Because there aren’t grips to wrap your fingers around when using the ROG Ally, you are also more likely to stretch your fingers across the back of the device which invariably means your fingers will be touching the hottest parts of the device. The Steam Deck gets quite warm, yes, but you will rarely be touching those areas, whereas I had to actively avoid keeping my fingers on the hot areas of the ROG Ally.
Moving onto the hardware itself, the ROG Ally is packing some heat, pun intended. ASUS really looked at the Steam Deck and said, “Hold my RGB”. The specs of the unit supplied for the review are as listed below:
- CPU – AMD Ryzen Z1 Extreme Processor (8C/16T, 24MB total cache, up to 5.1GHz boost)
- GPU – AMD Radeon Graphics (RDNA 3, 12 CUs, up to 2.7GHz, up to 8.6 Teraflops)
- Memory – 16GB LPDDR5 (6400MT/s dual channel)
- Storage – 512GB PCIe 4.0 NVMe M.2 SSD (2230)
- Display – 7-inch, FHD (1920×1080), 120Hz, 16:9, IPS-level, touch display
- Network & Communication – Wi-Fi 6R(802.11ax) (Triple band) 2*2 + Bluetooth 5.2 (Bluetooth version may change with OS)
- Audio – AI noise-cancelling technology, Hi-Res certification, Dolby Atmos, Built-in array microphone, 2-speaker system with Smart Amplifier Technology
- Battery – 40WHrs, 4S1P, 4-cell Li-ion
- Power Supply – TYPE-C, 65W AC Adapter, Output: 20V DC, 3.25A, 65W, Input: 100~240V AC 50/60Hz universal
- I/O Ports – 1x 3.5mm Combo Audio Jack, 1x ROG XG Mobile Interface and USB Type-C combo port (with USB 3.2 Gen2, support DisplayPort 1.4), 1x UHS-II microSD card reader (supports SD, SDXC, and SDHC)
- Dimensions (W x D x H) – 28.0cm x 11.1cm x 2.12~3.24cm
- OS – Windows 11 Home
- Price – $1299
Compared to the Steam Deck, this device packs a punch. The CPU and GPU both put the Steam Deck’s offering to shame. Utilising the Zen 4 and RDNA 3 architectures is a brilliant move as AMD has made great strides at balancing performance and efficiency with its latest technology. The ROG Ally definitely benefits from these. The ROG Ally has three performance profiles: Silent, Performance, and Turbo. These profiles will have a drastic impact on the performance of the device as they change how much wattage is used by the hardware. Ranging from as low as 9W all the way to 35W, these profiles have a variety of uses. If you are playing something that doesn’t require much processing to play, like Stardew Valley, then you might opt for the Silent profile as this will keep thermals, noise, and battery consumption to a minimum. If you are playing something like Armored Core VI: Fires of Rubicon or Cyberpunk 2077 then you might opt for either the Performance or Turbo modes.
I ran the game through multiple passes of the usual Forza Horizon 5 Extreme benchmark, with each performance profile, to see how the device stacks up. Let’s have a look.
Forza Horizon 5 Extreme Benchmark
The results are pretty admirable, as FH5 is a pretty rigorous game to run at its highest settings (even now), so being able to maintain an average of over 30 frames per second is no small feat. Now here comes the caveat. The Turbo mode will, hands down, get you the best performance and it isn’t even close. Having 35W at the device’s disposal rather than 15W goes a long way in ensuring as many frames are rendered as possible. However, this is at the cost of the battery life.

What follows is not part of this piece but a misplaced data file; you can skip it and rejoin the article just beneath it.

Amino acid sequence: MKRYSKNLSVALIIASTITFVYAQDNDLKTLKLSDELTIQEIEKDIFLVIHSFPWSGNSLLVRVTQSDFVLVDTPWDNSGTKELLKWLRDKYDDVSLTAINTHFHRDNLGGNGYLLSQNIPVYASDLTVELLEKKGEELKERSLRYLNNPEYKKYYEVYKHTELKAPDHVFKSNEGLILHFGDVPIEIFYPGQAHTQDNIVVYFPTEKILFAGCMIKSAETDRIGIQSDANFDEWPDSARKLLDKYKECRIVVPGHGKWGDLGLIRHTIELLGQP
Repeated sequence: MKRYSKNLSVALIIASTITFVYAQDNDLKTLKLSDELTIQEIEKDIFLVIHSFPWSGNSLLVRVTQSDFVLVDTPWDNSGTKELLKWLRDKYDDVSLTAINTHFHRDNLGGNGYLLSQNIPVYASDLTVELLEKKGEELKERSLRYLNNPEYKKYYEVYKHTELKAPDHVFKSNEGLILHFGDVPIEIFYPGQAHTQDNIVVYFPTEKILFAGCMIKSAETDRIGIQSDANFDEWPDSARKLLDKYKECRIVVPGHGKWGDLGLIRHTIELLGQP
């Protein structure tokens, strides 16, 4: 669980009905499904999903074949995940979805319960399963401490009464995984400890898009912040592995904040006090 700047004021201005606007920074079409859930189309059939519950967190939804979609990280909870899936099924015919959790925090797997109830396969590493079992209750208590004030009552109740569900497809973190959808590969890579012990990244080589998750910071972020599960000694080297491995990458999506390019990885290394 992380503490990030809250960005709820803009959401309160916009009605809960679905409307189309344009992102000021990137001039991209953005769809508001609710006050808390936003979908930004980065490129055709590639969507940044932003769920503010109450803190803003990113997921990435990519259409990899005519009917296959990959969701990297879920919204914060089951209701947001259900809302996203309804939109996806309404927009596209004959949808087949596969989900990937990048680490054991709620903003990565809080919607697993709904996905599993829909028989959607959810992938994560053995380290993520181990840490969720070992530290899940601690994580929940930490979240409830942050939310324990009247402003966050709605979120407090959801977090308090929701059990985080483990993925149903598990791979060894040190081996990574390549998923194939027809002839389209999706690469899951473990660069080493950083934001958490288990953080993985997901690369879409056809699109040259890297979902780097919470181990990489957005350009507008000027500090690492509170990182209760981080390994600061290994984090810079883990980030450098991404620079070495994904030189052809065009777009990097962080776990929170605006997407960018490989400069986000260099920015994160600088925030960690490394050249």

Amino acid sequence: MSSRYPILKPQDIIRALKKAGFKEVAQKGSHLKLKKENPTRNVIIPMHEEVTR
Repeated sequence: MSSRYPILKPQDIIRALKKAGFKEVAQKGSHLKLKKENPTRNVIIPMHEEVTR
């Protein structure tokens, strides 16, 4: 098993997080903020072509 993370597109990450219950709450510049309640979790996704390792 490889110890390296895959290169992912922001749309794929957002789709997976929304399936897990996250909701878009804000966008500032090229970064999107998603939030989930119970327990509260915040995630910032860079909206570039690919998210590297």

The Ally’s battery life is serviceable at the best of times. The only way you’re going to get any decent mileage out of one charge is if you play games that will run perfectly fine on the Silent profile. Given that you are probably going to be using the Turbo profile in most games, expect your battery to last as long as about an hour and anything below. I even had a play session end in around 45 minutes, which is just insane. There are a few reasons why Turbo feels essential for a lot of games, but a good part of it has to do with the display. Valve made a very smart choice with the Steam Deck to only fit it with a 1280×800 display as, when shrunk down to a display that small, the need for higher resolutions is severely diminished. So with fewer pixels to power, the display draws less power, but it also means the hardware doesn’t have to work so hard either. This leaves extra processing for the games themselves, and while the Ally will still outperform the Steam Deck because of what lies under the hood, the Deck feel like a far more balanced option in comparison. It is also peculiar that ASUS, the company that puts 16:10 displays in all its laptops has opted for a 16:9 display for the Ally when the Steam Deck has a 16:10 display, meaning that ASUS’ laptops are natively better at streaming games through Steam’s remote play feature to the Steam Deck than they are to the Ally.
With all that I just said about the display, I can’t deny that the screen does look quite good. While not entirely necessary, the sharpness of the image that is afforded to the user by having a higher resolution is always appreciated. Whether it is worth the cost of the battery life is up to you, but I can’t deny that the work put into the display itself has paid off. Alongside the display, the audio of the Ally is pretty decent. Nothing crazy, but not bad either, just solid and reliable. The Ally delivered exactly what I was expecting of it in terms of audio, and that’s all it really needed to do. Its range isn’t the most impressive thing, but games also seldom use the extremes of either frequency so it fits the bill quite appropriately.
I really wanted to like the ASUS ROG Ally. As a fan of PC handhelds, the more the merrier. Unfortunately, while it does offer a decent screen, great shoulder buttons/triggers, and solid performance, it comes at quite a heavy price to the battery life and ergonomics. If your hands don’t have any issues with the Nintendo Switch in handheld mode, then this might not be so bad, but for me, it was an uncomfortable experience. With further iteration and improvement, this unit could be great, but the ASUS ROG Ally is a tough recommendation as it currently stands.
Review unit supplied by manufacturer